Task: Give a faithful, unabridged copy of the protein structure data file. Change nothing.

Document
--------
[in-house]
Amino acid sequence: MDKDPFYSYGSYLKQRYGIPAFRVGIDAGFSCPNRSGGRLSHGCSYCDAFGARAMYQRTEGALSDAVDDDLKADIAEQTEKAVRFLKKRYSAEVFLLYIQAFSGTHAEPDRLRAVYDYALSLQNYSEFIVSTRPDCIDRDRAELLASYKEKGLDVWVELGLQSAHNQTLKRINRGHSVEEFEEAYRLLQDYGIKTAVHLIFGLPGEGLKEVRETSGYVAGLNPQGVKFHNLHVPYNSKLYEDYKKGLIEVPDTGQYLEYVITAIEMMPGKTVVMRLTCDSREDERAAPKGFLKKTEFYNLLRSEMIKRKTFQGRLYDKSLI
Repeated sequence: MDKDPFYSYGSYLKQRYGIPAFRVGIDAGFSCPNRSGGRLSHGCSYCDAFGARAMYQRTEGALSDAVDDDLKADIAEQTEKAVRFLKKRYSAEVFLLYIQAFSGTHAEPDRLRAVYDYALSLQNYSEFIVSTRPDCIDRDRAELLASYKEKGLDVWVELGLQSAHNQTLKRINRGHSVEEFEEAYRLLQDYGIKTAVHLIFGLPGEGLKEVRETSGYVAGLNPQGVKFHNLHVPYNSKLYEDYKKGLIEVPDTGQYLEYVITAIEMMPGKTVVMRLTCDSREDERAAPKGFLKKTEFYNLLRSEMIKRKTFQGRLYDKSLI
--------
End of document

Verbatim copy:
[in-house]
Amino acid sequence: MDKDPFYSYGSYLKQRYGIPAFRVGIDAGFSCPNRSGGRLSHGCSYCDAFGARAMYQRTEGALSDAVDDDLKADIAEQTEKAVRFLKKRYSAEVFLLYIQAFSGTHAEPDRLRAVYDYALSLQNYSEFIVSTRPDCIDRDRAELLASYKEKGLDVWVELGLQSAHNQTLKRINRGHSVEEFEEAYRLLQDYGIKTAVHLIFGLPGEGLKEVRETSGYVAGLNPQGVKFHNLHVPYNSKLYEDYKKGLIEVPDTGQYLEYVITAIEMMPGKTVVMRLTCDSREDERAAPKGFLKKTEFYNLLRSEMIKRKTFQGRLYDKSLI
Repeated sequence: MDKDPFYSYGSYLKQRYGIPAFRVGIDAGFSCPNRSGGRLSHGCSYCDAFGARAMYQRTEGALSDAVDDDLKADIAEQTEKAVRFLKKRYSAEVFLLYIQAFSGTHAEPDRLRAVYDYALSLQNYSEFIVSTRPDCIDRDRAELLASYKEKGLDVWVELGLQSAHNQTLKRINRGHSVEEFEEAYRLLQDYGIKTAVHLIFGLPGEGLKEVRETSGYVAGLNPQGVKFHNLHVPYNSKLYEDYKKGLIEVPDTGQYLEYVITAIEMMPGKTVVMRLTCDSREDERAAPKGFLKKTEFYNLLRSEMIKRKTFQGRLYDKSLI